5. Reykjavik is home to the most perfect place to make dick jokes.
The Icelandic Phallological Museum is a real thing, and it’s worth a visit, purely for all the Instagram gold and the endless giggling you and your buddies will do while visiting.

6. An overwhelming majority of Icelanders believe in elves.
A couple years ago, when the government was building a new highway that would require removal of a 30-ton boulder, they ran into a big problem. Many Icelanders believe that elves (or “hidden people”) live in rocks, so the Icelandic Road and Coastal Administration called in an “elf negotiator” to ensure that the rock removal wouldn’t upset the elves living inside. After a few days of negotiations, the Administration agreed to move the boulder to a location deemed suitable by the elves so that the road construction could continue. This really happened.

7. Icelanders drink more Coca Cola products per capita than anywhere else in the world.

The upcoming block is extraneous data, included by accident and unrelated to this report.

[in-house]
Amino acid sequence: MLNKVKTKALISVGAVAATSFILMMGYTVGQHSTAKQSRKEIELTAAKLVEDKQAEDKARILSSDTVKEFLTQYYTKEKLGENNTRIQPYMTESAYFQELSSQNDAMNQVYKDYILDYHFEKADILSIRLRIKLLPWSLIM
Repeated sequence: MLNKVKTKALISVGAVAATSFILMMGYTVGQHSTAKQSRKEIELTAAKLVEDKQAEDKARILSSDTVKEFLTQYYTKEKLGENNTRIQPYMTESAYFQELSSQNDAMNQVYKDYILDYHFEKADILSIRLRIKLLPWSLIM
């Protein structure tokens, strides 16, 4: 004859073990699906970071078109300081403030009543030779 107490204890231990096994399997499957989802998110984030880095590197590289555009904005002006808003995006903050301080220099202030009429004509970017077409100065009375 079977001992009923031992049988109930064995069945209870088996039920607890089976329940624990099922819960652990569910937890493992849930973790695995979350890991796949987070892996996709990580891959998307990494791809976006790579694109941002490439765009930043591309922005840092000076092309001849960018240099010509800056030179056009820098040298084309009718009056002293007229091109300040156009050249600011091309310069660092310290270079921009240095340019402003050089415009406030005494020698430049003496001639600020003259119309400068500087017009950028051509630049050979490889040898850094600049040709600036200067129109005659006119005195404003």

So, no need to worry if you’ll be able to get your Diet Coke fix while traveling. You will.

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8. The best hot dog you’ll ever eat is not in New York or Chicago.|
It’s in Reykjavik, and it’s from a lowly stand called Bæjarins Beztu Pylsur, which translates to “best hot dogs in town” (they’re not humble because they don’t need to be). The stand has been operating since 1937, and almost always has a line, even when it’s raining. Order one “with everything”—actually, make that two. You’re gonna want two.

9. There’s no McDonald’s in Iceland.
But if you’re the type of person who seeks out American chains while traveling (WHY?), you’re in luck—you’ll find several KFC’s, Subways, way more Quiznos than seems necessary and a Dunkin Donuts that recently opened in the heart of Reykjavik.

10. You also won’t find a strip club.
Though Iceland has recently become a top destination for bachelor parties, in 2010, the government passed a law that made strip clubs illegal. So, think about what you really want out of your bachelor party before you decide on Reykjavik.

11. Don’t order Hakarl.
Iceland is an island nation with a thriving fishing culture, so when visiting, you’ll eat some of the freshest seafood you’ve ever had. That is, unless you order Hakarl, which is literally rotten shark meat. It’s supposedly a delicacy, but we’re not sure that anyone outside of grizzled fishermen and stupid tourists eat this stuff.